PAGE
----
Emma’s flash talk at the Palaeontological Association (PalAss) Annual Meeting 2020
Starts at 13:10
Good morning, thank you to everyone for tuning in! I’m going to give an extremely brief overview of some work I’ve been doing with Nussaibah Raja at FAU Erlangen-Nurnberg on the trends in Myanmar amber research publications
Myanmar amber has recently received considerable attention – not only because of the exquisite fossils that it can contain, but because of the reported links between amber mining and the humanitarian crisis currently occurring in the state of Kachin
Over the last 30 years, the number of publications on Myanmar amber has been increasing – with a sharp increase within the last decade
This increase coincides with the takeover of the amber mines in 2017 by the military, who have an economic interest in the mines. Multiple UN reports document the distressing human rights abuses that have occurred since this takeover.
Around this time, we also see the publications of some very high-profile vertebrate specimens in amber. Many of which are reflected in Google search data, indicating how they are of interest to the general public
There is also peak that may coincide with the release of a widely-read Science article (unfortunately incorrectly marked here as a New York Times article) exposing the “ethical minefield” of working on this material
Using data that we have been assembling from the Paleobiology Database for a wider project on the human factors that bias global fossil data, we looked at the affiliations of researchers who are publishing on fossils from Myanmar
Myanmar is not just known for its fossils in amber, but other fossils too, particularly Cenozoic primates. These non-amber fossils are most often worked on by researchers based in the Global North, that is primarily North America and Europe, as well as China. But there are also some local collaborators from Myanmar on these publications – as seen here on the map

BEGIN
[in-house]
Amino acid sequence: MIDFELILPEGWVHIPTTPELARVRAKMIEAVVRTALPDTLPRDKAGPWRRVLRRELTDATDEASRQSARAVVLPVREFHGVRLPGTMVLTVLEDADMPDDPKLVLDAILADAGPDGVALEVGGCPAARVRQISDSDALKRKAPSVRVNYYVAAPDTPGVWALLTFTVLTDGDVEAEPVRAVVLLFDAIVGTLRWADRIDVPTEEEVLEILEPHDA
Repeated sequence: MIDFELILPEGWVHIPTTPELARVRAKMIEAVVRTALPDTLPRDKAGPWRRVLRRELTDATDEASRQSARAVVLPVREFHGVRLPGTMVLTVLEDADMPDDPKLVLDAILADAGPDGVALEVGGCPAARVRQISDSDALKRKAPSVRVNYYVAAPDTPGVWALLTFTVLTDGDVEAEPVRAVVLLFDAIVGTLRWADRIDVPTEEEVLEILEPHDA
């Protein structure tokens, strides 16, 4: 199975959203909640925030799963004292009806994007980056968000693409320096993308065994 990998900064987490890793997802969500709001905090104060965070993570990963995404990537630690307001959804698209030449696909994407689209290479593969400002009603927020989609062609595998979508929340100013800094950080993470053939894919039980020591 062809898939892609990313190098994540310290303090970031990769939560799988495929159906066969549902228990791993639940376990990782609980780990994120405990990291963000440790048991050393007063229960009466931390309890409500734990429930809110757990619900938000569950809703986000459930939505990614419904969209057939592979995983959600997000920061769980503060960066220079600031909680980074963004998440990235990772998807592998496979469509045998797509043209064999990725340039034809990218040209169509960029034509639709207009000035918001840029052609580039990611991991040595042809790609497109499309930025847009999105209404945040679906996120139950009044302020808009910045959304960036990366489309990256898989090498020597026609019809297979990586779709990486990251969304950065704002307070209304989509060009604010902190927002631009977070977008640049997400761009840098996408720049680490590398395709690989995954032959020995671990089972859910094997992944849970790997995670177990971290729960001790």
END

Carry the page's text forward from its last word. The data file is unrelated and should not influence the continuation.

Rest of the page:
Fossils in amber are ALSO most often worked on by researchers in the Global North and China, but the key difference here is that there are no local researchers from Myanmar on these papers.
This difference may be due to Myanmar’s laws, where fossils are considered “antique objects” and are illegal to export without a permit, likely fuelling the need for local collaborators. But amber is considered a gemstone, regardless of whether it contains a fossil or not, allowing loopholes in the laws to be exploited
No matter the cause of this pattern, it is still indicative of the deleterious practice known as “parachute science”, whereby palaeontologists, typically from the Global North - like me - “drop in” on another country or area, typically in the Global South – like Myanmar - to take whatever is needed to further research without contributing in any way to the local community
Looking forward, the first step is to acknowledge these issues - informed by the data. And I am only here to present that data – many possible solutions already been proposed by others, yet few actions have been taken
Earlier this year the Society of Vertebrate Paleontology released a letter urging journal editors to boycott submissions relating to amber specimens acquired from Myanmar after June 2017. What this is essentially urging is that each publication be accompanied by a robust ethical statement and permits – and it surprised me that this is not already a common practice
When we looked at a selection of papers on Myanmar amber recorded in the Paleobiology Database that were published since 2017, we found only a single paper that made any reference to an export permit - and this was less than the number of Myanmar amber papers that were dedicated to a celebrity, one of these being Mick Jagger of the Rolling Stones on his 75th birthday
But, of course, ethical statements alone, will not bring about much-needed change - the popularity of Myanmar amber is already soaring, and the issues associated with the material are becoming ever more apparent
We need a holistic approach, where we work together with the many stakeholders involved in these practices (for example, those who support us, fund us, and publish our papers), as well as begin to work more with local experts from Myanmar – as already done by some non-amber researchers
And finally, as individuals we must make ethical choices - about the work we do, the collaborative networks we partake in, the information we pass to our students, and the journals we submit to, review for, and cite
I especially call on those of you in more senior positions to use your power and privilege to challenge these unethical and harmful practices, and help those of us who seek to bring about meaningful changes
Thank you so much again for tuning in! We could be delighted to hear from you if you have any comments or questions!